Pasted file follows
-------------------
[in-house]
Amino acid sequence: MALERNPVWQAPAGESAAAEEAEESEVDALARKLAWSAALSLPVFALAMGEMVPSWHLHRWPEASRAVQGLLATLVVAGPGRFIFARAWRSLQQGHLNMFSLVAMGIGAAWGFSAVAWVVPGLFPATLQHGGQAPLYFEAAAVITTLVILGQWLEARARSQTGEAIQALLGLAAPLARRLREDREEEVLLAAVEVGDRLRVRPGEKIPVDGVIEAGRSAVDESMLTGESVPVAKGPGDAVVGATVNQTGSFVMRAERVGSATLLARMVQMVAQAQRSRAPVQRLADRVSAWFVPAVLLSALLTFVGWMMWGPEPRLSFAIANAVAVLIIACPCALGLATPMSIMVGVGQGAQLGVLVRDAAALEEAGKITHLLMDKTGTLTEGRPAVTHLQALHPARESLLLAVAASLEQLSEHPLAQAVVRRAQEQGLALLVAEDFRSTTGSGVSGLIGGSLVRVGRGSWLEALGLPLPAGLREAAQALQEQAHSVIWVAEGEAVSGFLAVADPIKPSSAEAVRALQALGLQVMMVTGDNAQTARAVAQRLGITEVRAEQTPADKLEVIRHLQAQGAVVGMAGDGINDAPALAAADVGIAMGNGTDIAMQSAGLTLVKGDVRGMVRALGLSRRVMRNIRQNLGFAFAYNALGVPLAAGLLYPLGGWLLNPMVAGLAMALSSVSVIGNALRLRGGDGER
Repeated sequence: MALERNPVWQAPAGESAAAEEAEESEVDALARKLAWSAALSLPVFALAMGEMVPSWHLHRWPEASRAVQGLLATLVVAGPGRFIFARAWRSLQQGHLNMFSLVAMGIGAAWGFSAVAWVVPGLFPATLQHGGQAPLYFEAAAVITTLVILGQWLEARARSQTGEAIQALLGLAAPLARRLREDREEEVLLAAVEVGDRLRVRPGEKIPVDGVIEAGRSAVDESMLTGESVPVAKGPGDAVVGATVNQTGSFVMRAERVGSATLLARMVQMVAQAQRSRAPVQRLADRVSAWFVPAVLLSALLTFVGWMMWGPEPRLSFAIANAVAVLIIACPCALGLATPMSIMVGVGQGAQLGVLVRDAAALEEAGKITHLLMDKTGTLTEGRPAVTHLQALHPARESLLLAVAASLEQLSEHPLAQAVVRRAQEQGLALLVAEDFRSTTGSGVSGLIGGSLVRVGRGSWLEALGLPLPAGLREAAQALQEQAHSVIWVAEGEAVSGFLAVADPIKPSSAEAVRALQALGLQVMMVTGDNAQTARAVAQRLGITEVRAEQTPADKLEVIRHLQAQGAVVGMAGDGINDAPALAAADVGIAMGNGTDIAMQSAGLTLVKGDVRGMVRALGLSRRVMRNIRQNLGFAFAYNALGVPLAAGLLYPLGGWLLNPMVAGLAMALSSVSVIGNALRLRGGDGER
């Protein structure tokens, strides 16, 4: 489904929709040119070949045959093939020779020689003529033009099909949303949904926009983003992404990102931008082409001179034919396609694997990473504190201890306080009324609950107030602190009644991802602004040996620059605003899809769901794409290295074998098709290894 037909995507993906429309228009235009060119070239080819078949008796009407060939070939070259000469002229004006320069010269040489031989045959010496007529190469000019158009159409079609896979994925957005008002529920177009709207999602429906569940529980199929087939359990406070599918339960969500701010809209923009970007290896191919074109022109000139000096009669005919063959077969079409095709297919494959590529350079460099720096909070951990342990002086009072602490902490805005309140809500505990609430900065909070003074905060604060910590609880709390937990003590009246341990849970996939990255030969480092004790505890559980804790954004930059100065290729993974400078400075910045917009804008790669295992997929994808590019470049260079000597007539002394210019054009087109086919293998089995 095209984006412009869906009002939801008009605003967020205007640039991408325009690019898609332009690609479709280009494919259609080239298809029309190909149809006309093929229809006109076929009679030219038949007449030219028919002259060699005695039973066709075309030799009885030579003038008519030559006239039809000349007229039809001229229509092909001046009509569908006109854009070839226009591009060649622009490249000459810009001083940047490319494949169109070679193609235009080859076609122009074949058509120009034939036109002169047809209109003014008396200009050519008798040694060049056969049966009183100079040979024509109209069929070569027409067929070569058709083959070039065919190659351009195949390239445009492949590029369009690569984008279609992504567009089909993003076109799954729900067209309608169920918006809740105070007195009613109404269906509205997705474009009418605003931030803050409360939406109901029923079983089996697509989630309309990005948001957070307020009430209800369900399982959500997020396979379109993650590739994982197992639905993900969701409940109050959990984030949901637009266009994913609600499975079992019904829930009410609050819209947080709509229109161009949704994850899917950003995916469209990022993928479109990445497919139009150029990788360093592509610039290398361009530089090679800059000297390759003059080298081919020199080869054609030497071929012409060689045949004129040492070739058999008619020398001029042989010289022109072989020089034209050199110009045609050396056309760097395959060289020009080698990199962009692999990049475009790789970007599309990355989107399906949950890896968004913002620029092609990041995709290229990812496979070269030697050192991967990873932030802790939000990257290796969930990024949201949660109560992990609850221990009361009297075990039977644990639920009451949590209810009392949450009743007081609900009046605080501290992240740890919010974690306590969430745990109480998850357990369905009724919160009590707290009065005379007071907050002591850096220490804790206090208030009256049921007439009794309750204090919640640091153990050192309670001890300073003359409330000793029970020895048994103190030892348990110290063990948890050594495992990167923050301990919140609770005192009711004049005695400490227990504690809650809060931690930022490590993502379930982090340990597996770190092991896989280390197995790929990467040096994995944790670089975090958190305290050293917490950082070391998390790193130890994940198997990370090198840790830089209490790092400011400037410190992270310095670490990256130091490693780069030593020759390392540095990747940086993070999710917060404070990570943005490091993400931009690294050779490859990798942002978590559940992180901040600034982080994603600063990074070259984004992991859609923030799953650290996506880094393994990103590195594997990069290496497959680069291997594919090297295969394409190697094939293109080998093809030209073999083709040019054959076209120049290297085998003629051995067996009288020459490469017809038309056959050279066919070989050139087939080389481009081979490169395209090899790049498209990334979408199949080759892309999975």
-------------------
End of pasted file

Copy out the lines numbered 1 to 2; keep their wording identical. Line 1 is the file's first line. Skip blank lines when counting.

[in-house]
Amino acid sequence: MALERNPVWQAPAGESAAAEEAEESEVDALARKLAWSAALSLPVFALAMGEMVPSWHLHRWPEASRAVQGLLATLVVAGPGRFIFARAWRSLQQGHLNMFSLVAMGIGAAWGFSAVAWVVPGLFPATLQHGGQAPLYFEAAAVITTLVILGQWLEARARSQTGEAIQALLGLAAPLARRLREDREEEVLLAAVEVGDRLRVRPGEKIPVDGVIEAGRSAVDESMLTGESVPVAKGPGDAVVGATVNQTGSFVMRAERVGSATLLARMVQMVAQAQRSRAPVQRLADRVSAWFVPAVLLSALLTFVGWMMWGPEPRLSFAIANAVAVLIIACPCALGLATPMSIMVGVGQGAQLGVLVRDAAALEEAGKITHLLMDKTGTLTEGRPAVTHLQALHPARESLLLAVAASLEQLSEHPLAQAVVRRAQEQGLALLVAEDFRSTTGSGVSGLIGGSLVRVGRGSWLEALGLPLPAGLREAAQALQEQAHSVIWVAEGEAVSGFLAVADPIKPSSAEAVRALQALGLQVMMVTGDNAQTARAVAQRLGITEVRAEQTPADKLEVIRHLQAQGAVVGMAGDGINDAPALAAADVGIAMGNGTDIAMQSAGLTLVKGDVRGMVRALGLSRRVMRNIRQNLGFAFAYNALGVPLAAGLLYPLGGWLLNPMVAGLAMALSSVSVIGNALRLRGGDGER